Twenty minutes—this was the small window of time that Majid (not his real name) usually gave himself to broadcast his radio dispatches and then flee. The Syrian was making a name for himself as a bold, young journalist in Damascus, venturing into contested neighborhoods in the capital’s war-torn suburbs to deliver his reports. The broadcasts were low tech and old-fashioned, produced for an upstart radio station called Al-Watan FM, or “The Homeland FM,” and went out on the local airwaves, crackling into a sphere otherwise tightly controlled by the regime. Any Damascus resident scanning the dial could tune in.
It was dangerous work. Pushing into the capital’s FM frequencies meant transmitting an easy-to-track signal from within the city. Government soldiers or regime thugs often came looking for Majid when he went on the air, so he tried to be quick—setting up, going live, then packing up and disappearing within the span of 20 minutes.
But one day Majid stayed around too long. Soon, government troops swept down on the neighborhood from which he was transmitting. In the end they found him, and dragged him away. Majid is now believed to be dead.
Majid’s abduction, which took place late last year, highlights the danger for Syrian journalists still working in the country, voicing and broadcasting opinions opposed to the regime of Bashar al-Assad. But the director of Al-Watan pressed ahead, determined to bring dissenting voices on air. In the months since Majid’s disappearance, the radio station’s operations have expanded steadily.
Al-Watan was founded in August 2011, less than six months into the conflict that has now claimed more than 100,000 people. To get it up and running, activists smuggled radio equipment into Damascus, piecemeal, from China and Dubai, labeling the packages as computer games to get them through customs. At first, the service was spotty, comprising hit-and-run segments like the ones that Majid broadcast. Today, the radio station is on air for eight hours daily, with programming that ranges from call-in shows to educational sessions on topics like surviving a chemical weapons attack. It has a staff of about 30 people and runs its own news-gathering team.
It is just one of at least a dozen FM radio stations that have popped up in Syria since the beginning of the war, many of them discreetly backed by the United States government. These journalists earnestly push democratic ideals and seek to objectively report the news. The radio broadcasts also feature pop music and comedy, educational programs and soap operas, even cooking shows—anything to keep people tuned in. Much of the content is hyperlocal. The reporters say that broadcasting from their audience’s own neighborhoods lends them credibility and gives an immediacy to their message.
That underlying message is one of moderation and civility. Think National Public Radio in Arabic. What they’re hoping to do is undermine Assad and promote a more moderate voice for the opposition—in essence, to get a head start in the battle of ideas with the Islamists who might overtake Syria if Assad is overthrown.
Al-Watan’s director, Obaidah al-Kadri, says the goal of his station is to reach what he calls “silent Syrians”—the equivalent of undecided voters—those who “are not with us or with the regime.” Such “silent Syrians” don’t necessarily support Assad, whose attempts at suppressing dissent have become ever-more brutal, but they may be wary of the rebels, too—especially as Islamic extremists play an increasingly visible role in the fighting. And like undecided voters, they could be the deciding factor in who eventually wins.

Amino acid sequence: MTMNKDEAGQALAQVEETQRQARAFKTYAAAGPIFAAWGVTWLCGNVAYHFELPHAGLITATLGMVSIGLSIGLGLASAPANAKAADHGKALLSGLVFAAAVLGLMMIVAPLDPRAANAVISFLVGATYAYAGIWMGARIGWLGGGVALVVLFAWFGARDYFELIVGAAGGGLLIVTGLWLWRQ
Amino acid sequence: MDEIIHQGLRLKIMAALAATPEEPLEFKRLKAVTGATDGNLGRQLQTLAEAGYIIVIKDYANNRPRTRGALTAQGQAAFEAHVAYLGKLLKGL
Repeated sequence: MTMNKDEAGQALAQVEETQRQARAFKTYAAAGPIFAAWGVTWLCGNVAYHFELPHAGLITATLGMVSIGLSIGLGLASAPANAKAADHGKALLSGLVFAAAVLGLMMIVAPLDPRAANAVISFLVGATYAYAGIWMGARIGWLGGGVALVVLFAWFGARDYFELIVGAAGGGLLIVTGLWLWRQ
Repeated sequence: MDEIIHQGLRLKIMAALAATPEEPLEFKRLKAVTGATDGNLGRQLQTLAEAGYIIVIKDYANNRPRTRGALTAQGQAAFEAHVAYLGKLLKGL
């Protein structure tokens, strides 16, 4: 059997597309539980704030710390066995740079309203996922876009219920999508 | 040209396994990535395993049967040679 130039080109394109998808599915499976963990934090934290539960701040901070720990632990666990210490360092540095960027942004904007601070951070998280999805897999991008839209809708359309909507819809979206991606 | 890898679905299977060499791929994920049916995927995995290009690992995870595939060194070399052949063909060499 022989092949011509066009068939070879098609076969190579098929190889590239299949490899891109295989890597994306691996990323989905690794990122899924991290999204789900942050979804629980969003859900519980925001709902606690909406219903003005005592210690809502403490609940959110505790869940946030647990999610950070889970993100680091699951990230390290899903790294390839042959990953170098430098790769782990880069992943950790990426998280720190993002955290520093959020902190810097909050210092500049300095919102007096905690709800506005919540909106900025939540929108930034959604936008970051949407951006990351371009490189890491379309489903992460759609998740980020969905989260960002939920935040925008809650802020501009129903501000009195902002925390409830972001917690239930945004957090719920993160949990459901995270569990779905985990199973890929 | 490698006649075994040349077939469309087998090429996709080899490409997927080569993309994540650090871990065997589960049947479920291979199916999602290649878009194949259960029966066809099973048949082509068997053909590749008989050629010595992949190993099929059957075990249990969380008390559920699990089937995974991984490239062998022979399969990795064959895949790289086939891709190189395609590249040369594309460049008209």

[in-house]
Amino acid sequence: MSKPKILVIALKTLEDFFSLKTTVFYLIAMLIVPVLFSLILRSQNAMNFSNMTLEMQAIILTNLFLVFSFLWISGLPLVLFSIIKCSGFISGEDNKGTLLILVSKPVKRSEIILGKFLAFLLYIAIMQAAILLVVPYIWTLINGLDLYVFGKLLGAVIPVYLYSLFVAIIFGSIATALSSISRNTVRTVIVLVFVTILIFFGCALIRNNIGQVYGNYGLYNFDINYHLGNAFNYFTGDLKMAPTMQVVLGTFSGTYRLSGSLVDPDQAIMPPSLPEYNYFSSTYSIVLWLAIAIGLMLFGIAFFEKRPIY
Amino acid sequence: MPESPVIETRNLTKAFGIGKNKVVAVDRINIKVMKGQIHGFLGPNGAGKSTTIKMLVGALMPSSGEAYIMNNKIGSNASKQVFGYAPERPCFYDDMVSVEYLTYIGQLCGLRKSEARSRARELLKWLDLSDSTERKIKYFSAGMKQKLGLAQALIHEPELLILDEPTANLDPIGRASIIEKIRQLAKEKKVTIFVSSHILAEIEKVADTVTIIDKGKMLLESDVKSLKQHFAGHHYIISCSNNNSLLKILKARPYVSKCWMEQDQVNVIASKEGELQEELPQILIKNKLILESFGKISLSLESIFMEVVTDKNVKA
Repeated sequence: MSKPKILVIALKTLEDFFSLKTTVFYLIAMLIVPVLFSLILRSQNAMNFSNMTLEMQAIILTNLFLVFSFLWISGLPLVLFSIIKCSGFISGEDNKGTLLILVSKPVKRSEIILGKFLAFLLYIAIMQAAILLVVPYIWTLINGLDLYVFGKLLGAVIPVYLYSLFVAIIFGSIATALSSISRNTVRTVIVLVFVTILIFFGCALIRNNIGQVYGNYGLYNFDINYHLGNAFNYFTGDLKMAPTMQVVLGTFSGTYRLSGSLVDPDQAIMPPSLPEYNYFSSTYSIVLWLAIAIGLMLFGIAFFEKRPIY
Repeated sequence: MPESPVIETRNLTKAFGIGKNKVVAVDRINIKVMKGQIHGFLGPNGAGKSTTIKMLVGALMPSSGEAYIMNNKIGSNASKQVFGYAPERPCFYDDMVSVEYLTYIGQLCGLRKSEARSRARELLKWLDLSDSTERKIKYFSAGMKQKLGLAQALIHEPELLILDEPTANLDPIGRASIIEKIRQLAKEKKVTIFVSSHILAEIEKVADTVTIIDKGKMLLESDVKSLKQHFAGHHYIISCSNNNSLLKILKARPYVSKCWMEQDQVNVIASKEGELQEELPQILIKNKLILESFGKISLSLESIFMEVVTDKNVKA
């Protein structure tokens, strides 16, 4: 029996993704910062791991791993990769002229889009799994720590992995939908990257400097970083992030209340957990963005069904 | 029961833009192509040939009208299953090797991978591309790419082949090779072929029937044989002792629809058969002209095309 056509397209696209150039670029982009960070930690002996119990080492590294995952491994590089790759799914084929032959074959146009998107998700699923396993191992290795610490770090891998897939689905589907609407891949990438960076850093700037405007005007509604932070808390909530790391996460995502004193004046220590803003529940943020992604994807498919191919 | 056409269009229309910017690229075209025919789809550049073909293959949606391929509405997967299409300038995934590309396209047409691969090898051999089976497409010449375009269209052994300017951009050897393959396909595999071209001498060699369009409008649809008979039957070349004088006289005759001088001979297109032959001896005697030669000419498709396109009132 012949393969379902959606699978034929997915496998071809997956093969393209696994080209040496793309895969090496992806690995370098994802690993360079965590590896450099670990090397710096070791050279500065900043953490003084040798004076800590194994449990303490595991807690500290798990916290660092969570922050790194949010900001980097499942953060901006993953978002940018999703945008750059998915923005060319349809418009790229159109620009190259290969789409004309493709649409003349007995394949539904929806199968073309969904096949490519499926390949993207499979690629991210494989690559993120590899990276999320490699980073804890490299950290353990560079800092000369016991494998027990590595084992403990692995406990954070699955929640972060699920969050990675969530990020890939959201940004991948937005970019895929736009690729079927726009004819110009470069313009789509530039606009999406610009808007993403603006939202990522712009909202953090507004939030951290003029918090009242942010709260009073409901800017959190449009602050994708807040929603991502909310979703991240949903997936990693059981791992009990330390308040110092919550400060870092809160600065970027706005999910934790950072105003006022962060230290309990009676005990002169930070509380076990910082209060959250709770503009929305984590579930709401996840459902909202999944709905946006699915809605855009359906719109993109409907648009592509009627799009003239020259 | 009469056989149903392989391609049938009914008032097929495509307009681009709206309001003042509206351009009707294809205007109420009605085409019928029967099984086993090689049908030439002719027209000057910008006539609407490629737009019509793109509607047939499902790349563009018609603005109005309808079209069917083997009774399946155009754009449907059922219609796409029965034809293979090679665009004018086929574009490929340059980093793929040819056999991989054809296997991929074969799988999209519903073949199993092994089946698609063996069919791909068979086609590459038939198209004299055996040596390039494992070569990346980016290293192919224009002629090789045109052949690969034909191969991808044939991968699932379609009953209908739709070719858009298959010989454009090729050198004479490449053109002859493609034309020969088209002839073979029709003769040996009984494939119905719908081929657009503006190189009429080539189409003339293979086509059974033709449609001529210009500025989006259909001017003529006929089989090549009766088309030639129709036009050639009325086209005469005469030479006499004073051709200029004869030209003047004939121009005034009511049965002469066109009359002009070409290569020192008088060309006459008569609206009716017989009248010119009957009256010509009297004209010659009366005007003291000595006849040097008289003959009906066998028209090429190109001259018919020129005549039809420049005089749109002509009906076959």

In an age of tweeting, hacktivism, and cyberwarfare, radio may seem old-fashioned, but Kadri, who worked as a doctor at the outbreak of the conflict, believes it is a medium uniquely suited to reaching these undecided Syrians. A silent Syrian may not necessarily seek out independent news on satellite dishes or the Web but can perhaps be captured while scanning through the choices on the car radio or a portable at home.
Moreover, in a country ravaged by war, a low-tech solution like radio has certain practical advantages over TV and the Internet. As one Damascus-based media activist, who goes by the nickname Alexia Jade, puts it: “I am not a radio fan in general. But in the past months, people have been following these stations more than before, because of the long hours of power outage. This means no TV and mostly no Internet. But nothing stops a radio.”
SYRIAN RADIO journalists aren’t the only ones taking the medium seriously. Kadri’s station and others like it receive crucial support from the U.S. government in order to stay on the air. As part of America’s efforts to aid the Syrian opposition, the State Department is supporting around 10 radio stations countrywide.
State officials select and vet the journalists running the stations, then arrange for funding, which is provided by civil society NGOs and other channels using State Department money. For his part, Kadri used American support to secure key equipment, including transmitters with greater range that allow his team to broadcast safely from within rebel-held territory—though he proudly notes that his station was founded without outside help. State Department money for stations across Syria has also gone to training radio journalists and engineers, providing equipment like laptops and mixers, developing programming, and paying staff salaries.
Rami Jarrah, 29, made his name as a plugged-in media activist in Damascus and he currently runs an online news service. But he also recently linked up with the State Department to jump into radio. “We want to create a separate transmission with the silent majority,” he says. His new FM station in Raqqa has already come under threat from extremists, who have been known to carry out kidnappings and grisly killings of their opponents, but he says he’ll brave the danger because the work is so important.
The manager of a three-month-old station in Syria’s increasingly volatile Kurdish region, Siruan H. Hossein, a 37-year-old journalist raised in Europe, says he receives financial support from the State Department via an American NGO. He uses the money to pay his staff of 40 people, who are spread across seven cities. He has also been given the equipment he needs to broadcast. While the station, called ARTA FM, receives a small amount of funding from other sources, Hossein says it couldn’t operate without U.S. support, which was key to getting it up and running in the first place. “We do not have the financial resources to do this ourselves,” says Hossein, whose staff has studied how stations like NPR and the BBC use richly layered audio and atmospheric sounds and are trying to incorporate it into their own broadcasts.